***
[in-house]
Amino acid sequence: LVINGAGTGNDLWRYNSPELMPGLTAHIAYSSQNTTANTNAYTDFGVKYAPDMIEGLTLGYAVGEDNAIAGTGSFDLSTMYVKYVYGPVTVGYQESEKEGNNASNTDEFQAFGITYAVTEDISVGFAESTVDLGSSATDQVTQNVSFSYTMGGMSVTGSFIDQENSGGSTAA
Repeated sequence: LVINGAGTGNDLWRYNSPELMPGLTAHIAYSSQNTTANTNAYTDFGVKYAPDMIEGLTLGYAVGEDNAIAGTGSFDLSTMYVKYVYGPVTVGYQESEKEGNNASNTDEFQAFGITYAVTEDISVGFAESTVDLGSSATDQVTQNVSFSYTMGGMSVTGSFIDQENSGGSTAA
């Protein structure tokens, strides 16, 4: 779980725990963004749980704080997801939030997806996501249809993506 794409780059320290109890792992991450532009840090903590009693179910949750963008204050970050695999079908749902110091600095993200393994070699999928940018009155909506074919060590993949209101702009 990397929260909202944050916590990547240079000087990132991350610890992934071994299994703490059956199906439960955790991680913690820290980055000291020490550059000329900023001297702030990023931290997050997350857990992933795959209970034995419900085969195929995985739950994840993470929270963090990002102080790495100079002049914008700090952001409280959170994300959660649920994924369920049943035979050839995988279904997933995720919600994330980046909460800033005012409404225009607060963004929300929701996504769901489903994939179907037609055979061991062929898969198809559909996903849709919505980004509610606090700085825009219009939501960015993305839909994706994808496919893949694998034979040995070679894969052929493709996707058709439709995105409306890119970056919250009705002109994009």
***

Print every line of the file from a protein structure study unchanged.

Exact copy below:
[in-house]
Amino acid sequence: LVINGAGTGNDLWRYNSPELMPGLTAHIAYSSQNTTANTNAYTDFGVKYAPDMIEGLTLGYAVGEDNAIAGTGSFDLSTMYVKYVYGPVTVGYQESEKEGNNASNTDEFQAFGITYAVTEDISVGFAESTVDLGSSATDQVTQNVSFSYTMGGMSVTGSFIDQENSGGSTAA
Repeated sequence: LVINGAGTGNDLWRYNSPELMPGLTAHIAYSSQNTTANTNAYTDFGVKYAPDMIEGLTLGYAVGEDNAIAGTGSFDLSTMYVKYVYGPVTVGYQESEKEGNNASNTDEFQAFGITYAVTEDISVGFAESTVDLGSSATDQVTQNVSFSYTMGGMSVTGSFIDQENSGGSTAA
């Protein structure tokens, strides 16, 4: 779980725990963004749980704080997801939030997806996501249809993506 794409780059320290109890792992991450532009840090903590009693179910949750963008204050970050695999079908749902110091600095993200393994070699999928940018009155909506074919060590993949209101702009 990397929260909202944050916590990547240079000087990132991350610890992934071994299994703490059956199906439960955790991680913690820290980055000291020490550059000329900023001297702030990023931290997050997350857990992933795959209970034995419900085969195929995985739950994840993470929270963090990002102080790495100079002049914008700090952001409280959170994300959660649920994924369920049943035979050839995988279904997933995720919600994330980046909460800033005012409404225009607060963004929300929701996504769901489903994939179907037609055979061991062929898969198809559909996903849709919505980004509610606090700085825009219009939501960015993305839909994706994808496919893949694998034979040995070679894969052929493709996707058709439709995105409306890119970056919250009705002109994009």